|Height:||17 – 20 inches|
|Weight:||45 – 70 pounds|
|Lifespan:||8 – 12 years|
|Colors:||Black, blue, cinnamon, cream, red|
|Suitable for:||Adventurous couples, outdoor families that need help with work/hunting|
|Temperament:||Great watchdog, doesn’t bark much, affectionate|
The Chow Chow is a breed of dog that originates from China. It has been around for centuries and is one of the oldest breeds in the world.
The Chow Chow is a sturdy, robust dog that was originally bred as a working dog. They are intelligent and independent creatures with a loving personality who will do best in family households or farms where they can have plenty of room to roam.
They have distinctive markings on their faces, making them look like they are wearing masks or hoods. This dog breed is intelligent and independent, and loyal to its family members when it bonds with them.
If you’re thinking of adopting a Chow Chow or want more information on how to take care of them, we’ve got you covered! This blog post will cover everything you need to know about the history behind these dogs, as well as the special care they need to remain happy and healthy pets.
Chow Chow Puppies – Before You Buy…
What’s the Price of Chow Chow Puppies?
One of the most important things to consider when buying a Chow Chow is the price. The average cost for a dog of this breed ranges from $1,500–$2,200. If you’re thinking about purchasing one to add to your family, it’s best to do your research to make sure you have enough money set aside to buy and care for them properly.
In order to find out what the exact Chow Chow price will be on a puppy of this breed, take into account:
The Chow is a rare dog breed that you are unlikely to find in shelters and even pet stores.
3 Fun Facts About the Chow Chow Breed
1. The name Chow Chow is not of Chinese origin
Although the breed is originally from China, the name ‘Chow Chow’ is actually not how these dogs are called in China. They call them “songshi quan.’ The term chow chow actually comes from merchants in the 18th century who used that word to describe sellable goods from the Eastern world.
2. They have a unique tongue
It’s true; chows have a blue tongue. As pups, the dogs sport the traditional light pink tongue, but it will turn increasingly darker with age. Full-grown Chow Chows have blue-black tongues that resemble lizard skin.
3. Keep them away from water
Not because they’re Gremlins or anything, but the chow’s fur is not water-repellant. It will take a while for them to dry, so you should avoid taking them out in the rain or when it’s raining outside for long periods.
The sheer weight of a Chow’s fur can cause them to drown when wet, so best avoid long swimming sessions.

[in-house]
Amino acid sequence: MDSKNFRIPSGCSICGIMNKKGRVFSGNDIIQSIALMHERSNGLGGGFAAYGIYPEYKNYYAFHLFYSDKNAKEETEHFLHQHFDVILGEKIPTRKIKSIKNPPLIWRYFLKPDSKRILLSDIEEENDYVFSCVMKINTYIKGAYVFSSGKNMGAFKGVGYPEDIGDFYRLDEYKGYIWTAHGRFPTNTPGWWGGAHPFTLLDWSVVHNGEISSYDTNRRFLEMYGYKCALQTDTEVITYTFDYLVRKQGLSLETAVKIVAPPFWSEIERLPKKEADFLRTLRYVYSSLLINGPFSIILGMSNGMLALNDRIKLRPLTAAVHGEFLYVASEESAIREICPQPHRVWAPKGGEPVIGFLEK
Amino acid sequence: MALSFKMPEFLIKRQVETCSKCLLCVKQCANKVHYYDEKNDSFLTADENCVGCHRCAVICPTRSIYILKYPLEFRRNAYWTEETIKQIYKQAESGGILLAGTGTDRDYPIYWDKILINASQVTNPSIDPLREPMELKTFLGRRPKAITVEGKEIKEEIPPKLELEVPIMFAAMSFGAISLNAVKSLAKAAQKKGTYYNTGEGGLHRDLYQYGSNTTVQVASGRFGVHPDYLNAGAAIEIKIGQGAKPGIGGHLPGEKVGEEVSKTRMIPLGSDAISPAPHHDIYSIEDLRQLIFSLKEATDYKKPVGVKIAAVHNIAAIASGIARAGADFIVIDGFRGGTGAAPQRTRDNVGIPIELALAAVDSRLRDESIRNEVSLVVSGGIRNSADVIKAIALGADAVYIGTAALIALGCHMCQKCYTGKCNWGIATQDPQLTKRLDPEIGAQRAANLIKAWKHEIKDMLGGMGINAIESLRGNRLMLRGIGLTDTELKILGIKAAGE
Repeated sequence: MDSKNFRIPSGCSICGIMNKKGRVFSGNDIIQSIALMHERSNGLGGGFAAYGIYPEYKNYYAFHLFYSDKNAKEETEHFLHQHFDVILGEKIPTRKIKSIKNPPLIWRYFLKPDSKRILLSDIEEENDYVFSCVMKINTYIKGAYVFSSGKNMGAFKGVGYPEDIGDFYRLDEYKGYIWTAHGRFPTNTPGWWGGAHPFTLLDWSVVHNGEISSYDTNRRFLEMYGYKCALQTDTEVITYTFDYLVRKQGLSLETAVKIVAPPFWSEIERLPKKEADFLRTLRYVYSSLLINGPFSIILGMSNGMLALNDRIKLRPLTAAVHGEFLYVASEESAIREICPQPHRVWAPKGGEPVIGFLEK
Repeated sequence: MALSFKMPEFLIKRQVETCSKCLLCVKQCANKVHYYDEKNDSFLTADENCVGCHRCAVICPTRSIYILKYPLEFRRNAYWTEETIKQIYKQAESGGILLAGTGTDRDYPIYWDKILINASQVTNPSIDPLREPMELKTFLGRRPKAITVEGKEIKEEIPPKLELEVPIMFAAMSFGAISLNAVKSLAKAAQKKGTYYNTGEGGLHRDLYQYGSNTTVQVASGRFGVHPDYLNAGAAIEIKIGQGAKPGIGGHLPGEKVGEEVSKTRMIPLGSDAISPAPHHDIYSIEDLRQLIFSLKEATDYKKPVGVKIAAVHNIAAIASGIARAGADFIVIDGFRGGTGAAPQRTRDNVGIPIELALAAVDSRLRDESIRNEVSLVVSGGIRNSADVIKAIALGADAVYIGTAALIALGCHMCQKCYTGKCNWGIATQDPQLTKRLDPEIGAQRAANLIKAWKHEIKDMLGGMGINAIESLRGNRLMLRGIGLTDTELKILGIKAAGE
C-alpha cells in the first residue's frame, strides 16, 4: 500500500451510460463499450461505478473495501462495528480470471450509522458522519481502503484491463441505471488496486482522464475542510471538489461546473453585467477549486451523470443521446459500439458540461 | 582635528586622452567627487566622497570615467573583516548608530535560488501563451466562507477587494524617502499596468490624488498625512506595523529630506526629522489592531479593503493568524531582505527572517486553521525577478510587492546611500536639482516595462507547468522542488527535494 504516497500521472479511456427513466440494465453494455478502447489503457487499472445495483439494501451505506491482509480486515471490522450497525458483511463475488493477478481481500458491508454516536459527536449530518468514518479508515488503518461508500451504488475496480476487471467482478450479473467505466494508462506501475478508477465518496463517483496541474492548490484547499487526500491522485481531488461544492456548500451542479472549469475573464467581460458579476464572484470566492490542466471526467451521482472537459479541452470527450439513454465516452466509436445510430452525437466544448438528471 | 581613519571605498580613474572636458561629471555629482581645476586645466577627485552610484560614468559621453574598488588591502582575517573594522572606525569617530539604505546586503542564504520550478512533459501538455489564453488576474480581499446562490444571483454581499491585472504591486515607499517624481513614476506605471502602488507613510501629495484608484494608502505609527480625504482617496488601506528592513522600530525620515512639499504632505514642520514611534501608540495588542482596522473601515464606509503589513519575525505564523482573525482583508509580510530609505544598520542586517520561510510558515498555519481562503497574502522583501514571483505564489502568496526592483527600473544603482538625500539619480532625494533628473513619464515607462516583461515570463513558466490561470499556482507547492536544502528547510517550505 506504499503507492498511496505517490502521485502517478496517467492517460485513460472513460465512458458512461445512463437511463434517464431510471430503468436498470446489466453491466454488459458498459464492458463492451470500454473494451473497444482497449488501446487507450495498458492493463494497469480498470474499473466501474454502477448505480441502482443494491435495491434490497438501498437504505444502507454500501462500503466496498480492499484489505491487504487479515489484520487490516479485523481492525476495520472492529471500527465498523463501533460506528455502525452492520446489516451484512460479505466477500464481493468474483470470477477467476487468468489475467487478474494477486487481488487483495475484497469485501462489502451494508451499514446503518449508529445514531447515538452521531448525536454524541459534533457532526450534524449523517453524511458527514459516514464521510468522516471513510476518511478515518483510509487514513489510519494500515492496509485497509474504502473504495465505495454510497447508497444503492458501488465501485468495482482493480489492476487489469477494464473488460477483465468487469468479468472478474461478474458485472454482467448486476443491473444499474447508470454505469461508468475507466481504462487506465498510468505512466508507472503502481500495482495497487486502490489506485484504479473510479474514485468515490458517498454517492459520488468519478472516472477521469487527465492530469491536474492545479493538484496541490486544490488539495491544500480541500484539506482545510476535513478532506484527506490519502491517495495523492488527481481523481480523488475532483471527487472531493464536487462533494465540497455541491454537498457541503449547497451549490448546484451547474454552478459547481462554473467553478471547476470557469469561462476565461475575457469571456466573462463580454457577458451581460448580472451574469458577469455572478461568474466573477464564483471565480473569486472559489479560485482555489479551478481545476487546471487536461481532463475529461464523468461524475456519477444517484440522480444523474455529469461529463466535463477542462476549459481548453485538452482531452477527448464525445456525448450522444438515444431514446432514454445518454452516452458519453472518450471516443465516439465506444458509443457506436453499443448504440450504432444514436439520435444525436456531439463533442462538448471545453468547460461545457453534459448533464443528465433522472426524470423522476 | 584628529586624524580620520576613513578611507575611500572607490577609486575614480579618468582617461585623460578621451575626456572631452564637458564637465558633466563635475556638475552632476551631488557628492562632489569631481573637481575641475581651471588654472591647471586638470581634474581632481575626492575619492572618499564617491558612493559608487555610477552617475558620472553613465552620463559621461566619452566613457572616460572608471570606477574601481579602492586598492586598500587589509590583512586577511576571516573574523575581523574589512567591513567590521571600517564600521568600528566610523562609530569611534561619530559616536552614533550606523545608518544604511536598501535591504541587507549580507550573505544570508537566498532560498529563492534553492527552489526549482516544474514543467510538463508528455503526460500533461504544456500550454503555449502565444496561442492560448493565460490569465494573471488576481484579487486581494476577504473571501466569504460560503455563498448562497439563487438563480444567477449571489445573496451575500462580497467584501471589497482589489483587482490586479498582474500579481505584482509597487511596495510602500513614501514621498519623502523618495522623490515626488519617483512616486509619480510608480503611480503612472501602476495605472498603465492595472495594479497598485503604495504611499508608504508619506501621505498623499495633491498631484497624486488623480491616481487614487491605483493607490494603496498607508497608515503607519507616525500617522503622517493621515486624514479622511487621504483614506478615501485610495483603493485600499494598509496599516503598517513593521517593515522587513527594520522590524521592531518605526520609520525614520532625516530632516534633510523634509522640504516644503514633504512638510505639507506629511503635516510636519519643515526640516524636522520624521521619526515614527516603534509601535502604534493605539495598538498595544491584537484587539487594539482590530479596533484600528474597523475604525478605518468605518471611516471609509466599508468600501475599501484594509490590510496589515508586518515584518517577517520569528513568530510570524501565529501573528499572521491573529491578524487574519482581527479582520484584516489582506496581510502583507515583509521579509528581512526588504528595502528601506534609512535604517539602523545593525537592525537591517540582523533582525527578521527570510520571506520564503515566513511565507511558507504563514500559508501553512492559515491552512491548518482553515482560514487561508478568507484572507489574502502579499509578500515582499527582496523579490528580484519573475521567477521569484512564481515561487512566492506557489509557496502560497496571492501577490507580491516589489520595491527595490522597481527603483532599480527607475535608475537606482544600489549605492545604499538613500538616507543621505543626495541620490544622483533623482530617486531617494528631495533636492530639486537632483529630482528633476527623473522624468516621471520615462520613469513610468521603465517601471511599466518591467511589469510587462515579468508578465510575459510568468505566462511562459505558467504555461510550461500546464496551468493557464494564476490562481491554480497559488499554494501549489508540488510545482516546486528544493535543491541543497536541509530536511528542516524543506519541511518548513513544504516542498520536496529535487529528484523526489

Temperament & Intelligence of the Chow Chow
Their thick, luxurious coat tends to fool people into thinking that Chow Chows are lazy and content on staying all day indoors. However, this breed is very energetic and loves being outside.
These dogs can be stubborn at times, but when they like you, they will show it. They’re fiercely loyal to their family members and do not tolerate strangers invading their territory.
Because of their independent nature, these dogs are best suited for families with older children or people who want a dog used to being around others while also knowing how to entertain themselves.
Are Chow Chows Good for Families? 👪
Yes, these dogs are fun to be around and also typically do well with children. The only thing you should keep in mind is that kids sometimes underestimate their strength, and if they play too rough, the dog may defend itself.
This breed needs a good balance of mental and physical activity every single day. If you have kids, it’s a great idea for them to take the dog on long walks or hikes after school as this will both wear out your pet and give your child some exercise, too.
Does This Breed Get Along With Other Pets?
Chow Chows are not very fond of other pets, especially those they didn’t grow up with. That’s why if you’re planning on buying a kitten or puppy as a companion for your dog, make sure the two have had plenty of time to get used to each other before getting them home.
If this breed starts acting aggressively towards another pet in your house, it’s best to separate them as dogs act out when they feel insecure. You should start treating the Chow Chow like they were a new addition to the family and be around them more often to establish trust with other members.
Things to Know When Owning a Chow Chow:
Food & Diet Requirements 🦴
Chows are not the type to overindulge at dinner time, but they do have a very distinct appetite. Because of their heavy fur coat, Chow Chows tend to eat more than other dogs per day, and you should be prepared for this extra cost if you get one.